Fannie Mae Cracking Down on Mortgage Documents

10/01/2010 Fannie Mae Issues the following letter to it's mortgage servicers:
Lender Letter LL-2010-11, Fannie Mae Requires Servicer Review of Procedures Relating to the Execution of Legal Documents

Details can be found here Fannie Mae Letter LL-2010-11 - basically Fannie Mae is instructing it's servicing companies to immediately review all documents & verify their proper status.

In LL-2010-11, Fannie Mae directs all of its servicers to immediately undertake a review of their policies and procedures relating to the execution of affidavits, verifications, and other legal documents in connection with the default process. If the servicer should have any concerns with its policies and procedures or their implementation, the servicer must advise its legal counsel to contact Fannie Mae in writing immediately via e-mail to

LL-2010-11 also emphasizes the application of existing Mortgage Selling and Servicing Contract and Servicing Guide provisions with regard to the following:

• Servicer's basic duties and responsibilities

• Compliance with applicable laws and mortgage documents

• Servicer's audit and control systems

• Consequences of non-performance of servicer's duties and responsibilities and non-compliance with applicable laws and mortgage documents

This is obviously in response to the "robo-sign" controversy where lenders/servicers have improperly documented the chain of ownership of some legal documents & mortgage documents. It's a hugely expanding problem that's really spreading throughtout the mortgage world. Many foreclosures could be put into questionable status with title insurance companies paying particular attention to this issue. The whole foreclosure market has been turned on it's tail this week with the revelation that many foreclosure activities have been executed improperly and/or in the opinion of several attorneys general have been potentially criminal.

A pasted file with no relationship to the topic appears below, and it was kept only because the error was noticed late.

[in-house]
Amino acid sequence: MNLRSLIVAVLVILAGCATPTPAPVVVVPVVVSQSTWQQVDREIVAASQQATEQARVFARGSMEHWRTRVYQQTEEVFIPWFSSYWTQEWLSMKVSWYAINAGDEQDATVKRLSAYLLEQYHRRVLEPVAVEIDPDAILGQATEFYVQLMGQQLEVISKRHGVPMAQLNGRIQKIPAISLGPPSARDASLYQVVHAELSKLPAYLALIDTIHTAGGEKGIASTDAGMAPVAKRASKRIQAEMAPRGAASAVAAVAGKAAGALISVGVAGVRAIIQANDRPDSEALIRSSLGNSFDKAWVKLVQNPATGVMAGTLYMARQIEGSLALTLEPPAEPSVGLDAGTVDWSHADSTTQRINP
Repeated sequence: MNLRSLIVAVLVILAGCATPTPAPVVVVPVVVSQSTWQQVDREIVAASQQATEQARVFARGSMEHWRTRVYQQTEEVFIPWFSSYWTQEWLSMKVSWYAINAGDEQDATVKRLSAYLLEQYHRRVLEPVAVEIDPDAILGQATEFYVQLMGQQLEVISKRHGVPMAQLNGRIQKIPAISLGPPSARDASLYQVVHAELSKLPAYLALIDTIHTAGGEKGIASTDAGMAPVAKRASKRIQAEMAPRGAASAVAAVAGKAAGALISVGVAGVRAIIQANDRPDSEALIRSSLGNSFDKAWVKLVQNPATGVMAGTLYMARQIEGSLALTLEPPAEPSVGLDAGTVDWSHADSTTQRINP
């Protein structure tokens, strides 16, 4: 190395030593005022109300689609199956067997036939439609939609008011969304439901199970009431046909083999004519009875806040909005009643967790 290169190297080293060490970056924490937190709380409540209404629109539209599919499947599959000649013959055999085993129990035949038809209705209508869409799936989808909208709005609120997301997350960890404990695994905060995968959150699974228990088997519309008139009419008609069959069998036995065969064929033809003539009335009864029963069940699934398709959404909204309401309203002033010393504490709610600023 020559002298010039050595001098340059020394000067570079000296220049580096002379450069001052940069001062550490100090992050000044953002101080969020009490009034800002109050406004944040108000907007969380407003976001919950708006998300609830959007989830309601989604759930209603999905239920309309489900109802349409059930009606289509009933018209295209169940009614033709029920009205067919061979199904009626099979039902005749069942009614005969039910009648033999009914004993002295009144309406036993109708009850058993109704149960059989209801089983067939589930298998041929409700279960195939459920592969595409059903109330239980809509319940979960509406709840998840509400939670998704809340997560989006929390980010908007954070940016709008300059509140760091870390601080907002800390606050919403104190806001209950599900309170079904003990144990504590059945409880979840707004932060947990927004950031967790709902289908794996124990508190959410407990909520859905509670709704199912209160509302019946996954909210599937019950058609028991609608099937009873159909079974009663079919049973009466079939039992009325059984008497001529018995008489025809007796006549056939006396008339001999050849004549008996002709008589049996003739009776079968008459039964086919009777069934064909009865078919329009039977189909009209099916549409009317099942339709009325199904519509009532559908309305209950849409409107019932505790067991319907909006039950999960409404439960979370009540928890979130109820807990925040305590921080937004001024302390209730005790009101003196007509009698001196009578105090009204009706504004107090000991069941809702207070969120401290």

This news has far reaching impact on many potential homebuyers plans to purchase a foreclosed property or who might have recently purchased a foreclosed property. The potential for litigation is still being looked into by former owners as well as new owners, leading some to question if now would actually be a good time to attempt a foreclosure purchase.
Several major lenders have put a 60 day hold on all foreclosure activity in states which require judicial notice of foreclosure activity. This is seen by some as a good thing for "blighted" neighborhoods in that regular sale properties will be seen as much more attractive to potential homebuyers over the often discounted foreclosure properties.
It'll really be interesting to see this develop....

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